Most textbooks used in college-level humanities courses cover the topics in the outline given earlier, but the approaches to certain topics and the emphases given to them may differ. To prepare for the Humanities exam, it is advisable to study one or more college textbooks, which can be found in most college bookstores. When selecting a textbook, check the table of contents against the knowledge and skills required for this test.
To do well on the Humanities exam, you should know something about each of the forms of literature and fine arts from the various periods and cultures listed in the exam description. It may also be helpful to refer to college textbooks, supplementary reading, and references for introductory courses in literature and fine arts at the college level.
Combined with reading, a lively interest in the arts (going to museums and concerts, attending plays, seeing motion pictures, watching public television programs such as Great Performances and Masterpiece Theatre, and listening to radio stations that play classical music and feature discussions of the arts) constitutes excellent preparation.
A survey conducted by CLEP found that the following textbooks are among those used by college faculty who teach the equivalent course. You might purchase one or more of these online or at your local college bookstore.
- Adams, Exploring the Humanities (Prentice Hall)
- Benton and DiYanni, Arts and Culture: Introduction to the Humanities (Prentice Hall)
- Bishop, Adventures in the Human Spirit (Prentice Hall)
- Cunningham, Culture and Values: A Survey of the Humanities (Wadsworth)
- Fiero, The Humanistic Tradition (McGraw-Hill)
- Martin, Humanities through the Arts (McGraw-Hill)
- Sayre, The Humanities: Culture, Continuity, and Change, Vols. I and II (Prentice Hall)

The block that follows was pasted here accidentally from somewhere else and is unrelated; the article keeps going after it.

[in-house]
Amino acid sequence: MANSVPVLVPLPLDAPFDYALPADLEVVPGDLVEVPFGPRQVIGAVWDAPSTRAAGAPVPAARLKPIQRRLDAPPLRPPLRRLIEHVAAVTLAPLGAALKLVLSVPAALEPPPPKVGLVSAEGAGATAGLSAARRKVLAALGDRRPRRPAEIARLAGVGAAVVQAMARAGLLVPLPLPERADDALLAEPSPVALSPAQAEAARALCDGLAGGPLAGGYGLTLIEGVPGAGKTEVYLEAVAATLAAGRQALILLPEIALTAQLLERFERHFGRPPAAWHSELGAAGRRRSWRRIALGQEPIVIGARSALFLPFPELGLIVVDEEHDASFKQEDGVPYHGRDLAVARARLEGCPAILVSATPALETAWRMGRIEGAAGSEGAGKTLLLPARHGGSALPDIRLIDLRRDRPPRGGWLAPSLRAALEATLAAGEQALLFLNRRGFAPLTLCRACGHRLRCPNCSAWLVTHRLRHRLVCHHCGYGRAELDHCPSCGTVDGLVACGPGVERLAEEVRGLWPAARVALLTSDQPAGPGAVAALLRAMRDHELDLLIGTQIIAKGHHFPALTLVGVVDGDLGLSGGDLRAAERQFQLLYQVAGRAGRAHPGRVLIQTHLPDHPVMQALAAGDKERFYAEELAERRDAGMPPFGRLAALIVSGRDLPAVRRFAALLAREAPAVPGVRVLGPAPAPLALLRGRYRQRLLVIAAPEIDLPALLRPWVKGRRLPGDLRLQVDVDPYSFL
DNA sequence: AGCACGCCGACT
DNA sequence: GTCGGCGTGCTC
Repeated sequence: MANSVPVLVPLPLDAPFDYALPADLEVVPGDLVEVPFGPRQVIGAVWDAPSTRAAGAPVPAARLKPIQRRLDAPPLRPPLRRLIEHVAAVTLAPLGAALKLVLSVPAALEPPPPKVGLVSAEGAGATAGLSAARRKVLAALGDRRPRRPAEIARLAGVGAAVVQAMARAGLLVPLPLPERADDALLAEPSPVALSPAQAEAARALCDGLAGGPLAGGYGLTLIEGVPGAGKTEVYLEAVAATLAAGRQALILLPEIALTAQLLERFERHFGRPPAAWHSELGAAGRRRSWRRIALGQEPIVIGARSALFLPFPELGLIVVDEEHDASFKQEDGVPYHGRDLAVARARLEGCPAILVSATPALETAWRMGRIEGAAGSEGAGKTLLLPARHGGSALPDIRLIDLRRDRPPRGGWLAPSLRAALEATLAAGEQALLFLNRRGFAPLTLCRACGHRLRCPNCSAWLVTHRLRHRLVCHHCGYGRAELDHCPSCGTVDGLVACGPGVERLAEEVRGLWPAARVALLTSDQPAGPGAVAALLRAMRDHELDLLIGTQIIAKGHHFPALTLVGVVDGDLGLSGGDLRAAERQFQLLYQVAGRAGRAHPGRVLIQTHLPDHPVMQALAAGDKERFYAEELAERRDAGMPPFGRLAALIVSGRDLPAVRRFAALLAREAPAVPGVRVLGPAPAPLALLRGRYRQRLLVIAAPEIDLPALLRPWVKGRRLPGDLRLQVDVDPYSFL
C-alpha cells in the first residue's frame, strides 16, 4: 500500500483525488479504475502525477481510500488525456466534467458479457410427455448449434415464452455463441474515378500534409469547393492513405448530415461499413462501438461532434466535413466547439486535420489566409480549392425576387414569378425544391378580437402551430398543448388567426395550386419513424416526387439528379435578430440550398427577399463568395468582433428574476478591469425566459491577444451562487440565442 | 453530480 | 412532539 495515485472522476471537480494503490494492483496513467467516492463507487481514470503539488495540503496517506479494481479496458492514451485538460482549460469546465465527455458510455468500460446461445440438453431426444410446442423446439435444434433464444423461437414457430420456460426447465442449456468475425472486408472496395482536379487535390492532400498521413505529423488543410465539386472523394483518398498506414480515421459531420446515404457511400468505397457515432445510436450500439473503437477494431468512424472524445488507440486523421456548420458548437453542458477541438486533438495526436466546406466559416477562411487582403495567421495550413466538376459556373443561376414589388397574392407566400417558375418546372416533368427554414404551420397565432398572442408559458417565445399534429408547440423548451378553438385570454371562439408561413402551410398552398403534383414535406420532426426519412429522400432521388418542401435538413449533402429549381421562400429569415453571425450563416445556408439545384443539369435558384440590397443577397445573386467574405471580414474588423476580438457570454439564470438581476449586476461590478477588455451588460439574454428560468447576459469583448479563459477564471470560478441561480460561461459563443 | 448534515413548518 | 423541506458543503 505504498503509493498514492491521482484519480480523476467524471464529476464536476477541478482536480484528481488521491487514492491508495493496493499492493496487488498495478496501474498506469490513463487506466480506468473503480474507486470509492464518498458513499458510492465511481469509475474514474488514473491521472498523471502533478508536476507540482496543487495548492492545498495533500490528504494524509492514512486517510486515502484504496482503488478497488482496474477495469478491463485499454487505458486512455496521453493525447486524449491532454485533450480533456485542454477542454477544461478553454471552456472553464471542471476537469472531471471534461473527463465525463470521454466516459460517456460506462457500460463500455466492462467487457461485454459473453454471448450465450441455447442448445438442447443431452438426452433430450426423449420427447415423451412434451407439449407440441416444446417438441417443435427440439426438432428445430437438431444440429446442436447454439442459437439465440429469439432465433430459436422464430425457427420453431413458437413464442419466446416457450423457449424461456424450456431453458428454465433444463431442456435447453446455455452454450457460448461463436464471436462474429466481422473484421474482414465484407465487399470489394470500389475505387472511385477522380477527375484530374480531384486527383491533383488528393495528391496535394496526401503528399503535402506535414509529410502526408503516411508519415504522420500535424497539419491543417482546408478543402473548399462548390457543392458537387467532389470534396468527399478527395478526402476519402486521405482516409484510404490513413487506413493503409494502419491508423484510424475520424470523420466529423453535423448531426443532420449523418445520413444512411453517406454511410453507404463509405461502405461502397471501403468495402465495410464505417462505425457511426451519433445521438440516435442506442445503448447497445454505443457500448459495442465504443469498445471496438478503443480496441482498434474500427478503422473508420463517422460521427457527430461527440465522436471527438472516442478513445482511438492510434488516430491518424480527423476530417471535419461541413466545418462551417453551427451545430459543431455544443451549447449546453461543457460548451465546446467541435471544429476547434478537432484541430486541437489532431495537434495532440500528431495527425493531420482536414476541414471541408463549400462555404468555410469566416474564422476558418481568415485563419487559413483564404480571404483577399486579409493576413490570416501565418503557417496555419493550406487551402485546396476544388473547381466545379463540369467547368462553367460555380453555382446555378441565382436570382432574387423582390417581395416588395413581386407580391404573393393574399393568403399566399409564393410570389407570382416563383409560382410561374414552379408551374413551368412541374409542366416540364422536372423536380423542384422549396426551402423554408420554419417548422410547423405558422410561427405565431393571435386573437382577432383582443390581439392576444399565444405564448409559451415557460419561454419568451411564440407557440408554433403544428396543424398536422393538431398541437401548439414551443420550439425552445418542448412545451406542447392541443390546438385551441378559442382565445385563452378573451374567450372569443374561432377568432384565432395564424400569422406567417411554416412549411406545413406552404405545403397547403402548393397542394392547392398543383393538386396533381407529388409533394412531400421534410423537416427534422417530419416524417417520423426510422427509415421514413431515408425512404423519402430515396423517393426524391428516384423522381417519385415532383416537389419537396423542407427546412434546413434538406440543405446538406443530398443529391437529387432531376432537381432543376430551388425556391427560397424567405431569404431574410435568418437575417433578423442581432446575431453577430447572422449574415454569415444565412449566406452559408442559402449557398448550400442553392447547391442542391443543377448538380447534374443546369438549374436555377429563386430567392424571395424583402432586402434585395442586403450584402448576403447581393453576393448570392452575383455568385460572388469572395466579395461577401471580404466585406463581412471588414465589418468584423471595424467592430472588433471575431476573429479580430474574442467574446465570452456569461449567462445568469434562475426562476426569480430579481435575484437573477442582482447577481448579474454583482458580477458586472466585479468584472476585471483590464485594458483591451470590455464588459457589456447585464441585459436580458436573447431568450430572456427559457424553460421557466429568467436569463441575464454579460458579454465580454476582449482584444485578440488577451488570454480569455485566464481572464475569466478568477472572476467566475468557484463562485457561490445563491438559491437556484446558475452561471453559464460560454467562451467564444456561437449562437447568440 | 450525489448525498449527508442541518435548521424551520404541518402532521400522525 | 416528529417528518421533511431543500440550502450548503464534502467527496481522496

- Witt et al., The Humanities (Houghton-Mifflin)
These resources, compiled by the CLEP test development committee and staff members, may help you study for your exam. However, none of these sources are designed specifically to provide preparation for a CLEP exam. The College Board has no control over their content and cannot vouch for accuracy.
Credit-Granting Score for Humanities
ACE Recommended Score*: 50
Semester Hours: 3
Each institution reserves the right to set its own credit-granting policy, which may differ from that of ACE. Contact your college as soon as possible to find out the score it requires to grant credit, the number of credit hours granted, and the course(s) that can be bypassed with a satisfactory score.
*The American Council on Education’s College Credit Recommendation Service (ACE CREDIT) has evaluated CLEP processes and procedures for developing, administering, and scoring the exams. The score listed above is equivalent to a grade of C in the corresponding course. The American Council on Education, the major coordinating body for all the nation’s higher education institutions, seeks to provide leadership and a unifying voice on key higher education issues and to influence public policy through advocacy, research, and program initiatives. Visit the ACE CREDIT website for more information.